Under the National Flood Insurance Program (NFIP), federally regulated or insured lenders must require that customers living in high-risk flood areas have flood insurance. That, of course, begs the question of what is a high-risk flood area.
Well, they are areas that have at least a 1% chance of flooding annually and therefore at least a 26% chance of flooding over the life of a 30-year mortgage, according to FEMA (Federal Emergency Management Agency). You can find maps here (https://www.floodsmart.gov/floodsmart/pages/flooding_flood_risks/map_update_schedule.jsp) that allow you to look up the flood risks of different areas based on zip code, but as I’m sure you can guess, the areas with the highest risk of flooding are inevitably going to be coastal towns and low-lying areas either close to a body of water or where it rains a lot.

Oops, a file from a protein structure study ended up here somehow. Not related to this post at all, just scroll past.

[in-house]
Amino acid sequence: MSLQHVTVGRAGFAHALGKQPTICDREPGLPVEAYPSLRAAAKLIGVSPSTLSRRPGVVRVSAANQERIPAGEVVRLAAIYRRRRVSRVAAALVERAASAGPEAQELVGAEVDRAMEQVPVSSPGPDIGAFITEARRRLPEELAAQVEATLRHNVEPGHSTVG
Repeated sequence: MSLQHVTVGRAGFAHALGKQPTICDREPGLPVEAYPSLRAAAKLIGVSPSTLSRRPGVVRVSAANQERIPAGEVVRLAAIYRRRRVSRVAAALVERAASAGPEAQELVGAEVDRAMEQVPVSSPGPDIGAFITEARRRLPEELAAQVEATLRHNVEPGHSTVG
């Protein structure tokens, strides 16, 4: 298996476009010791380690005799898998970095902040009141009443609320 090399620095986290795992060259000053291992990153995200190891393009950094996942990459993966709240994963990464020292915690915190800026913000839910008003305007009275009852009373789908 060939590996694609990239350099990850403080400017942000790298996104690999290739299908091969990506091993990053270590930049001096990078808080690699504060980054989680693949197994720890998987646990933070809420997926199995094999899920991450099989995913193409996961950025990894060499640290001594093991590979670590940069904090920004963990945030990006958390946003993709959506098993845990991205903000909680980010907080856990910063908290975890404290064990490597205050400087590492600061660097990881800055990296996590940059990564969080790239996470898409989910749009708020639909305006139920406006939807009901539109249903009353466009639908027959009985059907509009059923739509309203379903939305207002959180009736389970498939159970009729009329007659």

In moderate-to-low flood risk areas, you won’t be required to get flood insurance, but it could be a good idea. FEMA says that these areas account for 20% of all National Flood Insurance Program claims and 33% of the assistance provided. You might therefore want to check out historical flood data and ask others who live in the area whether they have flood insurance or not before making a final decision.
Now, it’s important to note that what FEMA designates as high-flood-risk areas often changes as a result of regular statistical analysis of river flow, tides, rainfall, topography, etc. So don’t be surprised if your mortgage lender sends you a letter one year informing you of a new flood insurance requirement.
Ultimately, if you aren’t required to have flood insurance, you’ll want to make an informed decision about whether it is truly needed, based not on insurance company scare techniques or anything like that, but rather on the true risk that comes with not having it.
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